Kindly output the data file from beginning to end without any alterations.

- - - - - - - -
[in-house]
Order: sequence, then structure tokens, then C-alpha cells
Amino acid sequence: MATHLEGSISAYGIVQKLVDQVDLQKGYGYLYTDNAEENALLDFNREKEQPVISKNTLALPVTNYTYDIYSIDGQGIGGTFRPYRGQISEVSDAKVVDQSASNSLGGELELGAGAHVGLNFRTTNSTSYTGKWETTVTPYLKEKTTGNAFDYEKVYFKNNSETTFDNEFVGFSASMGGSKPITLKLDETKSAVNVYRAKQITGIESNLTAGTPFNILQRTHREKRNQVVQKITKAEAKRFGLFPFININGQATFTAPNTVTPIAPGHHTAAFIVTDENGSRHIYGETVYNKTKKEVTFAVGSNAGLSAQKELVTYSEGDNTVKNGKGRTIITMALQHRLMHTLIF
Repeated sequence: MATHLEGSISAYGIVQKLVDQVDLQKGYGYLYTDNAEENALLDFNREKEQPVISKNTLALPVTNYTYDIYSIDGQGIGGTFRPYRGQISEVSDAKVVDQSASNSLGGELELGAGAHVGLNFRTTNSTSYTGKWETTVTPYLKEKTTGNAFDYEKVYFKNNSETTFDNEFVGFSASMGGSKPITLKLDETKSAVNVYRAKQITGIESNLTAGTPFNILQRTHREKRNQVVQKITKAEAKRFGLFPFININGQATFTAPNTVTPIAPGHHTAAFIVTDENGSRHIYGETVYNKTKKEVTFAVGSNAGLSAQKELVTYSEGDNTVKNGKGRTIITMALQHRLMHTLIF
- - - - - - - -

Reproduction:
[in-house]
Order: sequence, then structure tokens, then C-alpha cells
Amino acid sequence: MATHLEGSISAYGIVQKLVDQVDLQKGYGYLYTDNAEENALLDFNREKEQPVISKNTLALPVTNYTYDIYSIDGQGIGGTFRPYRGQISEVSDAKVVDQSASNSLGGELELGAGAHVGLNFRTTNSTSYTGKWETTVTPYLKEKTTGNAFDYEKVYFKNNSETTFDNEFVGFSASMGGSKPITLKLDETKSAVNVYRAKQITGIESNLTAGTPFNILQRTHREKRNQVVQKITKAEAKRFGLFPFININGQATFTAPNTVTPIAPGHHTAAFIVTDENGSRHIYGETVYNKTKKEVTFAVGSNAGLSAQKELVTYSEGDNTVKNGKGRTIITMALQHRLMHTLIF
Repeated sequence: MATHLEGSISAYGIVQKLVDQVDLQKGYGYLYTDNAEENALLDFNREKEQPVISKNTLALPVTNYTYDIYSIDGQGIGGTFRPYRGQISEVSDAKVVDQSASNSLGGELELGAGAHVGLNFRTTNSTSYTGKWETTVTPYLKEKTTGNAFDYEKVYFKNNSETTFDNEFVGFSASMGGSKPITLKLDETKSAVNVYRAKQITGIESNLTAGTPFNILQRTHREKRNQVVQKITKAEAKRFGLFPFININGQATFTAPNTVTPIAPGHHTAAFIVTDENGSRHIYGETVYNKTKKEVTFAVGSNAGLSAQKELVTYSEGDNTVKNGKGRTIITMALQHRLMHTLIF